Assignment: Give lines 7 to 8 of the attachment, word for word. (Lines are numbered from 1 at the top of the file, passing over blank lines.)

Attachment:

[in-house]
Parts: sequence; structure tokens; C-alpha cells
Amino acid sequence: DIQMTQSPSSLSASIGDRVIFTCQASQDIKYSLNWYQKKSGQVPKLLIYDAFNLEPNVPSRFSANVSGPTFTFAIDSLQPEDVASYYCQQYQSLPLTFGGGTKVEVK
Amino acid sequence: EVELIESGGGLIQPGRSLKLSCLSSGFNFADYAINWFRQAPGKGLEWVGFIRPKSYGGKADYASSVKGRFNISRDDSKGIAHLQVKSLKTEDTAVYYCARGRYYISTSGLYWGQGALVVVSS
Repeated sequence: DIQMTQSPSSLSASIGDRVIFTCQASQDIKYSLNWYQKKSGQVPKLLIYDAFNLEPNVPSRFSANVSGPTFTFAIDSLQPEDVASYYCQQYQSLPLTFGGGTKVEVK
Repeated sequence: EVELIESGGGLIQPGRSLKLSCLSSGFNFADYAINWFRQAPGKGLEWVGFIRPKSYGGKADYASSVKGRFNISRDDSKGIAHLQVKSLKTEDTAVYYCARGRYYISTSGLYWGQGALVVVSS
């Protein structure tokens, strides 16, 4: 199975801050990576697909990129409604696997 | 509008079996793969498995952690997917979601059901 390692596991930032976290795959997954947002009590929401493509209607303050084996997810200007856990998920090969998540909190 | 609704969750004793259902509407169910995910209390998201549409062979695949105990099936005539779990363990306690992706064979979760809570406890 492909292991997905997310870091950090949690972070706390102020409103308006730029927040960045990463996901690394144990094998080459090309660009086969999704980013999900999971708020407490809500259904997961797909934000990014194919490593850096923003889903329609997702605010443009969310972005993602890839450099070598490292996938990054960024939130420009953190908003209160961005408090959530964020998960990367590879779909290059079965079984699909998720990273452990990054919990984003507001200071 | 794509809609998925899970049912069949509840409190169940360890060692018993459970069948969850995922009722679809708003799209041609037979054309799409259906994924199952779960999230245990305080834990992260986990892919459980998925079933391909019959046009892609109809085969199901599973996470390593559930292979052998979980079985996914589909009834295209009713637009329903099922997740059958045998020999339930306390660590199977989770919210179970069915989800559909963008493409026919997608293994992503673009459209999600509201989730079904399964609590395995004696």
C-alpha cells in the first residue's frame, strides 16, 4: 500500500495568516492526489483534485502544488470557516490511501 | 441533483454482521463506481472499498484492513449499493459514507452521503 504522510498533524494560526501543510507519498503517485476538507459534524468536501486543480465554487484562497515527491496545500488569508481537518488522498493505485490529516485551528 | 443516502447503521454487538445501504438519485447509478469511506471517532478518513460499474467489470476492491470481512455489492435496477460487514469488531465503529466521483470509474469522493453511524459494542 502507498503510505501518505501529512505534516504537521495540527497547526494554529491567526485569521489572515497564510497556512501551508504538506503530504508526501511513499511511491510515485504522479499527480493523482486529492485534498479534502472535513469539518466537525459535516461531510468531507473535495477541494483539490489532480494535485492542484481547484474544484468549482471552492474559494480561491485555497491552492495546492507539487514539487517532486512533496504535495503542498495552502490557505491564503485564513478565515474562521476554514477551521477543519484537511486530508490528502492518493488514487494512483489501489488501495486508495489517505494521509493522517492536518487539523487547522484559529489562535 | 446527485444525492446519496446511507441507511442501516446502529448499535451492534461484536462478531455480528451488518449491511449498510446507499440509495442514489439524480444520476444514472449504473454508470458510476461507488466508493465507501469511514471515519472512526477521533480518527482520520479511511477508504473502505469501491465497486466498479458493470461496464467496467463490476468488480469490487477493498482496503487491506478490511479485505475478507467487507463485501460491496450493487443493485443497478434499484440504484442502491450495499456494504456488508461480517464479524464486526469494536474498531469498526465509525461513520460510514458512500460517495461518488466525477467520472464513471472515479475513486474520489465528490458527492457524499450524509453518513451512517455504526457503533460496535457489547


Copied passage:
């Protein structure tokens, strides 16, 4: 199975801050990576697909990129409604696997 | 509008079996793969498995952690997917979601059901 390692596991930032976290795959997954947002009590929401493509209607303050084996997810200007856990998920090969998540909190 | 609704969750004793259902509407169910995910209390998201549409062979695949105990099936005539779990363990306690992706064979979760809570406890 492909292991997905997310870091950090949690972070706390102020409103308006730029927040960045990463996901690394144990094998080459090309660009086969999704980013999900999971708020407490809500259904997961797909934000990014194919490593850096923003889903329609997702605010443009969310972005993602890839450099070598490292996938990054960024939130420009953190908003209160961005408090959530964020998960990367590879779909290059079965079984699909998720990273452990990054919990984003507001200071 | 794509809609998925899970049912069949509840409190169940360890060692018993459970069948969850995922009722679809708003799209041609037979054309799409259906994924199952779960999230245990305080834990992260986990892919459980998925079933391909019959046009892609109809085969199901599973996470390593559930292979052998979980079985996914589909009834295209009713637009329903099922997740059958045998020999339930306390660590199977989770919210179970069915989800559909963008493409026919997608293994992503673009459209999600509201989730079904399964609590395995004696």
C-alpha cells in the first residue's frame, strides 16, 4: 500500500495568516492526489483534485502544488470557516490511501 | 441533483454482521463506481472499498484492513449499493459514507452521503 504522510498533524494560526501543510507519498503517485476538507459534524468536501486543480465554487484562497515527491496545500488569508481537518488522498493505485490529516485551528 | 443516502447503521454487538445501504438519485447509478469511506471517532478518513460499474467489470476492491470481512455489492435496477460487514469488531465503529466521483470509474469522493453511524459494542 502507498503510505501518505501529512505534516504537521495540527497547526494554529491567526485569521489572515497564510497556512501551508504538506503530504508526501511513499511511491510515485504522479499527480493523482486529492485534498479534502472535513469539518466537525459535516461531510468531507473535495477541494483539490489532480494535485492542484481547484474544484468549482471552492474559494480561491485555497491552492495546492507539487514539487517532486512533496504535495503542498495552502490557505491564503485564513478565515474562521476554514477551521477543519484537511486530508490528502492518493488514487494512483489501489488501495486508495489517505494521509493522517492536518487539523487547522484559529489562535 | 446527485444525492446519496446511507441507511442501516446502529448499535451492534461484536462478531455480528451488518449491511449498510446507499440509495442514489439524480444520476444514472449504473454508470458510476461507488466508493465507501469511514471515519472512526477521533480518527482520520479511511477508504473502505469501491465497486466498479458493470461496464467496467463490476468488480469490487477493498482496503487491506478490511479485505475478507467487507463485501460491496450493487443493485443497478434499484440504484442502491450495499456494504456488508461480517464479524464486526469494536474498531469498526465509525461513520460510514458512500460517495461518488466525477467520472464513471472515479475513486474520489465528490458527492457524499450524509453518513451512517455504526457503533460496535457489547